Forever And A Day

The Seekers were a singing quartet from Australia who scored a string of number one hits in England and Top Ten successes in the U.S. that lasted into 1967, two years later than most of the rest of the British exports to America.  They played acoustic instruments (even the upright bass), and had hits with songs like ‘I’ll Never Find Another You’, ‘A World of Our Own’, ‘Come the Day’, and ‘Georgy Girl’.  In June 2014, Queen Elizabeth II awarded each of The Seekers one of the Commonwealth’s highest honors, the Medal of the Order of Australia, for seminal contributions to Australian music and for their support to non-profit organizations.

The Seekers were formed in Australia in 1963 by Athol Guy (vocals, bass), Keith Potger (vocals, 12-string guitar), and Bruce Woodley (vocals, guitar), who had all attended Melbourne Boys High School together.  Potger had led a band in the late ‘50s called the Trinamics, doing covers of Buddy Holly, Eddie Cochran, et al., while Guy had led a band called the Ramblers.  The breakup of both groups got the two of them together with Woodley and a singer named Ken Ray, and they formed a doo wop outfit called the Escorts.  By 1963, the folk boom that had started sweeping America and England in 1959 had made its way to Australia, and the Escorts evolved into the Seekers.

By late that year, they’d met Judith Durham, who worked at the same advertising agency where Athol Guy had his day job.  She’d been born with perfect pitch, her voice was fleek and she had originally intended to sing opera until she was bitten by the jazz bug in the mid-‘50s.  Durham already had records out, backed by Frank Traynor’s Jazz Preachers on the W&G label, but was willing to try singing folk music on the nights she wasn’t singing jazz.  She became the group’s fifth Seeker, but Ray disappeared shortly after, and Durham took his place as lead singer.  Her membership in the Seekers got them a recording contract with W&G Records.  The Seekers’ greatest hit was ‘Georgy Girl’, which made them the first Australian group to reach No.1 in the USA.  It was composed for The Seekers by Tom Springfield with lyrics by actor Jim Dale for the black and white movie ‘Georgy Girl’ starring Lynn Redgrave.  The song was nominated for an Oscar.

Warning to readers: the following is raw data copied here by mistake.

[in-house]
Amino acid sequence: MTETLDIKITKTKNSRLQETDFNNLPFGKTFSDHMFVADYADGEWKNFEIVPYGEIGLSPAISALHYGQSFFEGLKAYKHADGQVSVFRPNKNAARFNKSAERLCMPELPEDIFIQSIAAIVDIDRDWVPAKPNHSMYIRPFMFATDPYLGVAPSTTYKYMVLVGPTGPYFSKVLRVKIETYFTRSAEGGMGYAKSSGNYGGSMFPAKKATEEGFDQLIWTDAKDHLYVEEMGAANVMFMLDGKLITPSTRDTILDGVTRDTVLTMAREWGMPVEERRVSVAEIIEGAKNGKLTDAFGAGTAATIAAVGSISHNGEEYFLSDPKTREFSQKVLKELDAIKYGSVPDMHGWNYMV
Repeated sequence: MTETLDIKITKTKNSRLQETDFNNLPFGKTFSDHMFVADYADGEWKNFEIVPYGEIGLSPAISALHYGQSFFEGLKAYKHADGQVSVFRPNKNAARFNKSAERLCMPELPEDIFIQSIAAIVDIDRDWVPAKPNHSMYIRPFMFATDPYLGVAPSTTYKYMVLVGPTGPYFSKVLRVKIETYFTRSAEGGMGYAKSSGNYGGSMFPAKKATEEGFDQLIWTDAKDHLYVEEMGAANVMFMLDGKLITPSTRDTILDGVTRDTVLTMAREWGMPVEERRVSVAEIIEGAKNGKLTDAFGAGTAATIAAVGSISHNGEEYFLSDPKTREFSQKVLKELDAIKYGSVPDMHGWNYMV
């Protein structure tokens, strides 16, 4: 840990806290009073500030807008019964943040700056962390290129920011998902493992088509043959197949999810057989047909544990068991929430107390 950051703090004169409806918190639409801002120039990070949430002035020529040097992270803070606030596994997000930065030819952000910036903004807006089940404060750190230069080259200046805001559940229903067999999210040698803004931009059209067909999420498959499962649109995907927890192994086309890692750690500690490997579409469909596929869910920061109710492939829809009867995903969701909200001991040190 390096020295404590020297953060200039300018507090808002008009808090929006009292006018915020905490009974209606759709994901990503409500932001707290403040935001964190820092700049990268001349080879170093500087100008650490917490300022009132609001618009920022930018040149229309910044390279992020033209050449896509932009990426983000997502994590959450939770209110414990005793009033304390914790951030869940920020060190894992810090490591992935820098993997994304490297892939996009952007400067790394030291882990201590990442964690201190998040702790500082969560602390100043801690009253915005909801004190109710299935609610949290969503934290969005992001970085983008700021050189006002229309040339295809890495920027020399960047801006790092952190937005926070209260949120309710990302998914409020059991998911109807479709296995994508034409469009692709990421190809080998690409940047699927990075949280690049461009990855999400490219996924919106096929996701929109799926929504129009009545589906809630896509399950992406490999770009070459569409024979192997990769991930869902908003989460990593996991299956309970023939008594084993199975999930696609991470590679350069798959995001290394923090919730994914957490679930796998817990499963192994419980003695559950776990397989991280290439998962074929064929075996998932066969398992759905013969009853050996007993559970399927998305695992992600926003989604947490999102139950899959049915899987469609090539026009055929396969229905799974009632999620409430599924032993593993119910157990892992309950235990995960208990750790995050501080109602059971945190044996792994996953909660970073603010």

Their debut album, ‘Introducing the Seekers’, was released in 1963.  Their debut single was the traditional historic Australian bush ballad from 1894, ‘Waltzing Matilda’.  The Seekers started out as a folk and gospel group and they were together from 1963 – 1968, and during that time they pushed both the Beatles and the Rolling Stones off the top of the music charts for seventeen straight weeks and they sold 50 million records.  In May of 1964 they travelled to the U.K. and filled in on a bill headlined by folk singer Dusty Springfield where they met her brother, songwriter and producer Tom Springfield.  In 1965, The Seekers were named ‘Best New Group’ at the ‘Top Of The Pops Awards’.  ‘I’ll Never Find Another You’ came out in 1965 on the Seeker’s album ‘Live at the Talk of the Town’ and the song charted #1in the UK and in Australia and it got to #4 pop and #2 easy listening on the Billboard Hot 100 charts in the US.